When it comes to property investing, quite often there’s no reward — or usually no big reward in any case — without a little bit of risk.
Similarly, there’s almost always no reward without a heavy dose of reality.
And that reality comes in the form of the tax department.
In the dizzying high of an investment gone well, when you’ve cashed in on your win and start imagining what you’re going to do with your healthy profit, it can be easy to temporarily forget that someone’s going to come knocking for their cut.
Capital Gains Tax is a reality of the real estate game.
There are ways to minimise it, but if you legitimately owe it, there’s absolutely no getting around it.
Here’s what you need to know.
What exactly is it?
In simple terms, if you’ve made a net profit on the sale of an investment property or other income-producing asset, you’re liable to pay Capital Gains Tax.
The gross capital gain is the difference between what you bought the place for and the sale price you’ve just received.
Minus deductions and other elements of the base cost is your net capital gain.
What deductions can you claim?
You can usually claim any costs associated with purchasing the property in the first place.
Think of things like stamp duty, title search fees and so on.
Sometimes you can claim the costs of selling it, too.
If you lived in the property for a period of time — let’s say, you lived there for a year or so in the middle of it being an investment property, you could get a discount on the payable tax.
Also, if you’ve made any repairs to the property, in certain circumstances those can be claimed, too.
Say you had to repaint, replace broken fittings or put in new security doors between tenants a few years back, those are considered capital expenses and could be claimed.
When do you not have to pay it?
Let’s say you owned a rental property for eight years and you’ve just sold it, but for the last year you lived there and made it your principal place of residence.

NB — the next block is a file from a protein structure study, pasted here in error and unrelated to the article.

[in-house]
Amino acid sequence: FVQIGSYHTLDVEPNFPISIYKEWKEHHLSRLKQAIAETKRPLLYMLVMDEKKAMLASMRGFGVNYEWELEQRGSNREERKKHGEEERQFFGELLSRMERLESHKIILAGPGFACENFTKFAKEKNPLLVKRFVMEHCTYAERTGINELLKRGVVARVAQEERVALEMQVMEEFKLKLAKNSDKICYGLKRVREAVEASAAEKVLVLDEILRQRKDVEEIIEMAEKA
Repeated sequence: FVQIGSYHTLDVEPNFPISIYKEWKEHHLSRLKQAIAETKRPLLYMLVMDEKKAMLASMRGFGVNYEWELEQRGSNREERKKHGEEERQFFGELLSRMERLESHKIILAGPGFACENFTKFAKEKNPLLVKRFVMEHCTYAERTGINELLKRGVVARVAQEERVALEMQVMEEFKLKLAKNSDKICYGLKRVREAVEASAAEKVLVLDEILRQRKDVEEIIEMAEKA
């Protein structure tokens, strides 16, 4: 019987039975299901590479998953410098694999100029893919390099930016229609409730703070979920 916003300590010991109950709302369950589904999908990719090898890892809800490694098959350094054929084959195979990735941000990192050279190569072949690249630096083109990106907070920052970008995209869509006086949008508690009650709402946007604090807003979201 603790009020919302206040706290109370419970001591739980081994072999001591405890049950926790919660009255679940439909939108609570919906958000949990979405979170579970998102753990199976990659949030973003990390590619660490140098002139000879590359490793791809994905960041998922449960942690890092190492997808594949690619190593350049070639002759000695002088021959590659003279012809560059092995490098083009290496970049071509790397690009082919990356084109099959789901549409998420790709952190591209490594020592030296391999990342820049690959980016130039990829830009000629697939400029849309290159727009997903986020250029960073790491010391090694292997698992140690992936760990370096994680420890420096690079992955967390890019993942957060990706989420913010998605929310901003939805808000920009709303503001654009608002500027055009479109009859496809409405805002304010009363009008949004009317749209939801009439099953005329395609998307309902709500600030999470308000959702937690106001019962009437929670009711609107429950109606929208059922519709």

On paper, you won’t have to pay a cent of Capital Gains Tax.
It was your home and therefore not an investment.
You’ve essentially reset the status of the property by moving in and making it your home.
There are rules and plenty of exceptions, and utilising this generous consideration can impact your choices down the road, so ask an expert for guidance.
If you bought the place before September 20, 1985, you don’t have to pay tax on any capital gain.
However, if you’ve renovated since then, which you probably have, you’ll pay tax on the improvements.
What if you’ve made a loss?
The flipside of Capital Gains Tax is what happens if you’ve made a loss.
No one sets out to lose in the property investing game.
But say you do, you can carry forward that financial hit and claim it against a gain in the future.
Let’s say you lost $50,000 on a bad investment in 2016 and you’re liable for tax on a $100,000 capital win in this coming tax year.
The amount you’ll have to pay tax on will be $50,000.
Do your homework — and do the sums
If you think you’re sitting on a major capital gains liability, speak to an expert so you know your situation.
The last thing you want is a surprise in the future in the form of a big bill.
But the second-last thing you want is a lost opportunity to minimise what you’ll have to hand over to the tax departmen.
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